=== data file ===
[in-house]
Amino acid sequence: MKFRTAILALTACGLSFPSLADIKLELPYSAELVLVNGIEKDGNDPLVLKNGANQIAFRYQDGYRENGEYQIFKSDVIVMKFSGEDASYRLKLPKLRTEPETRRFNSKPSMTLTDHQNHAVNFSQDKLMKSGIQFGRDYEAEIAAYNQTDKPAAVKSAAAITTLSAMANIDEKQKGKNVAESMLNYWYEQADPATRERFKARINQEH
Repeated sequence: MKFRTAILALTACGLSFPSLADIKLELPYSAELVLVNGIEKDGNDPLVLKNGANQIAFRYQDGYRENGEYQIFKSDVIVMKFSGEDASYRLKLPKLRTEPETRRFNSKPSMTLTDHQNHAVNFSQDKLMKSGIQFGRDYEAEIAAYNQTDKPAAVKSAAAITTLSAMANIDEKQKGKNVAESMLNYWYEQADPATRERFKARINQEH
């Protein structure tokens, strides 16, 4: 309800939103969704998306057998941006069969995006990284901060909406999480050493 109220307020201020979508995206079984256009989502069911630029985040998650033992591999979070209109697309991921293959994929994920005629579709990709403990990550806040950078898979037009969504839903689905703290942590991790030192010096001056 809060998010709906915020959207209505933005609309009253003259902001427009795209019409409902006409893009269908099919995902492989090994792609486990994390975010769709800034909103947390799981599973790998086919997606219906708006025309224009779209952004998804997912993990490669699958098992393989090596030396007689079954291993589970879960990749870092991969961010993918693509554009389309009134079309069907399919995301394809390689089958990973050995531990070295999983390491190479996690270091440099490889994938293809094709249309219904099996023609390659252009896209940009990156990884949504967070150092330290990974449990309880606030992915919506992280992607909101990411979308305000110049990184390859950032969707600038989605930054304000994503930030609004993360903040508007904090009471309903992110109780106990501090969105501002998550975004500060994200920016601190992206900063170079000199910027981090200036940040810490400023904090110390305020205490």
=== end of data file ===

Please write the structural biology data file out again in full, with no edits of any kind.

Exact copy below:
[in-house]
Amino acid sequence: MKFRTAILALTACGLSFPSLADIKLELPYSAELVLVNGIEKDGNDPLVLKNGANQIAFRYQDGYRENGEYQIFKSDVIVMKFSGEDASYRLKLPKLRTEPETRRFNSKPSMTLTDHQNHAVNFSQDKLMKSGIQFGRDYEAEIAAYNQTDKPAAVKSAAAITTLSAMANIDEKQKGKNVAESMLNYWYEQADPATRERFKARINQEH
Repeated sequence: MKFRTAILALTACGLSFPSLADIKLELPYSAELVLVNGIEKDGNDPLVLKNGANQIAFRYQDGYRENGEYQIFKSDVIVMKFSGEDASYRLKLPKLRTEPETRRFNSKPSMTLTDHQNHAVNFSQDKLMKSGIQFGRDYEAEIAAYNQTDKPAAVKSAAAITTLSAMANIDEKQKGKNVAESMLNYWYEQADPATRERFKARINQEH
């Protein structure tokens, strides 16, 4: 309800939103969704998306057998941006069969995006990284901060909406999480050493 109220307020201020979508995206079984256009989502069911630029985040998650033992591999979070209109697309991921293959994929994920005629579709990709403990990550806040950078898979037009969504839903689905703290942590991790030192010096001056 809060998010709906915020959207209505933005609309009253003259902001427009795209019409409902006409893009269908099919995902492989090994792609486990994390975010769709800034909103947390799981599973790998086919997606219906708006025309224009779209952004998804997912993990490669699958098992393989090596030396007689079954291993589970879960990749870092991969961010993918693509554009389309009134079309069907399919995301394809390689089958990973050995531990070295999983390491190479996690270091440099490889994938293809094709249309219904099996023609390659252009896209940009990156990884949504967070150092330290990974449990309880606030992915919506992280992607909101990411979308305000110049990184390859950032969707600038989605930054304000994503930030609004993360903040508007904090009471309903992110109780106990501090969105501002998550975004500060994200920016601190992206900063170079000199910027981090200036940040810490400023904090110390305020205490």